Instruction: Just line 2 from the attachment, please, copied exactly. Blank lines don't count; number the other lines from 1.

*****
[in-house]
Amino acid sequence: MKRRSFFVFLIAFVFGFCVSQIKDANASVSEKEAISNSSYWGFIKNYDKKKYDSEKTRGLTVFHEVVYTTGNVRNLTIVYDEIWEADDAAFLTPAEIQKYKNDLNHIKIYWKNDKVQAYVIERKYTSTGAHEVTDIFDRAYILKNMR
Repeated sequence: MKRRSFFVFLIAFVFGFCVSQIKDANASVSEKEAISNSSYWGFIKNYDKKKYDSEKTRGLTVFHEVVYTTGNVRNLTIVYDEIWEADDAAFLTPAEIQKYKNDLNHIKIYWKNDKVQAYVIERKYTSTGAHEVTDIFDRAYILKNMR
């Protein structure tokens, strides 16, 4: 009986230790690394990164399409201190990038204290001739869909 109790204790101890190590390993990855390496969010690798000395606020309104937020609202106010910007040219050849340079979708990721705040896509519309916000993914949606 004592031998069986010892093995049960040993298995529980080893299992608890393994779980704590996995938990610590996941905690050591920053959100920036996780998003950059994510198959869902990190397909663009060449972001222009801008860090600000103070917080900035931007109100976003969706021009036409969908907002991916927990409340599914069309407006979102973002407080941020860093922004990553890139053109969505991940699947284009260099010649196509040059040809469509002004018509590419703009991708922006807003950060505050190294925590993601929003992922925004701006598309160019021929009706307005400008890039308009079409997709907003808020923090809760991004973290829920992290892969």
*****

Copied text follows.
Amino acid sequence: MKRRSFFVFLIAFVFGFCVSQIKDANASVSEKEAISNSSYWGFIKNYDKKKYDSEKTRGLTVFHEVVYTTGNVRNLTIVYDEIWEADDAAFLTPAEIQKYKNDLNHIKIYWKNDKVQAYVIERKYTSTGAHEVTDIFDRAYILKNMR